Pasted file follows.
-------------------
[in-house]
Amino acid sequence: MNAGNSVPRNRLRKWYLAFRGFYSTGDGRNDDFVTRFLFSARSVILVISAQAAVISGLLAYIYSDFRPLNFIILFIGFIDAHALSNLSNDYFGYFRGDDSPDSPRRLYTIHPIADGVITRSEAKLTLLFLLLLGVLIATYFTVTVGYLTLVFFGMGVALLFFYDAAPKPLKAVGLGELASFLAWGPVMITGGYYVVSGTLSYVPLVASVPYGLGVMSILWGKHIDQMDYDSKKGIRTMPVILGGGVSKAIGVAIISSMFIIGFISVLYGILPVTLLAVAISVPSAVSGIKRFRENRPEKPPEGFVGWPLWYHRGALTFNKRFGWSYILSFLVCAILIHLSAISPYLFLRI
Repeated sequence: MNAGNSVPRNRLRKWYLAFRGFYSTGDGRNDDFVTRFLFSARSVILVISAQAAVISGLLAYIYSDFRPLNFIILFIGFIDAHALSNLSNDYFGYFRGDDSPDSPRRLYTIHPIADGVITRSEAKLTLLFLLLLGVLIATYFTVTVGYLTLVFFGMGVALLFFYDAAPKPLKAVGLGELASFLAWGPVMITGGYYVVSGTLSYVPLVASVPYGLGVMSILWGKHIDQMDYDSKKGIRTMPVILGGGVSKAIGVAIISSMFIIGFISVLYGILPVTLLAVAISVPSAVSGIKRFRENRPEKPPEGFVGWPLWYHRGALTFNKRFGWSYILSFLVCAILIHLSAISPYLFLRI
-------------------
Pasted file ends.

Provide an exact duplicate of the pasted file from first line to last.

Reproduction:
[in-house]
Amino acid sequence: MNAGNSVPRNRLRKWYLAFRGFYSTGDGRNDDFVTRFLFSARSVILVISAQAAVISGLLAYIYSDFRPLNFIILFIGFIDAHALSNLSNDYFGYFRGDDSPDSPRRLYTIHPIADGVITRSEAKLTLLFLLLLGVLIATYFTVTVGYLTLVFFGMGVALLFFYDAAPKPLKAVGLGELASFLAWGPVMITGGYYVVSGTLSYVPLVASVPYGLGVMSILWGKHIDQMDYDSKKGIRTMPVILGGGVSKAIGVAIISSMFIIGFISVLYGILPVTLLAVAISVPSAVSGIKRFRENRPEKPPEGFVGWPLWYHRGALTFNKRFGWSYILSFLVCAILIHLSAISPYLFLRI
Repeated sequence: MNAGNSVPRNRLRKWYLAFRGFYSTGDGRNDDFVTRFLFSARSVILVISAQAAVISGLLAYIYSDFRPLNFIILFIGFIDAHALSNLSNDYFGYFRGDDSPDSPRRLYTIHPIADGVITRSEAKLTLLFLLLLGVLIATYFTVTVGYLTLVFFGMGVALLFFYDAAPKPLKAVGLGELASFLAWGPVMITGGYYVVSGTLSYVPLVASVPYGLGVMSILWGKHIDQMDYDSKKGIRTMPVILGGGVSKAIGVAIISSMFIIGFISVLYGILPVTLLAVAISVPSAVSGIKRFRENRPEKPPEGFVGWPLWYHRGALTFNKRFGWSYILSFLVCAILIHLSAISPYLFLRI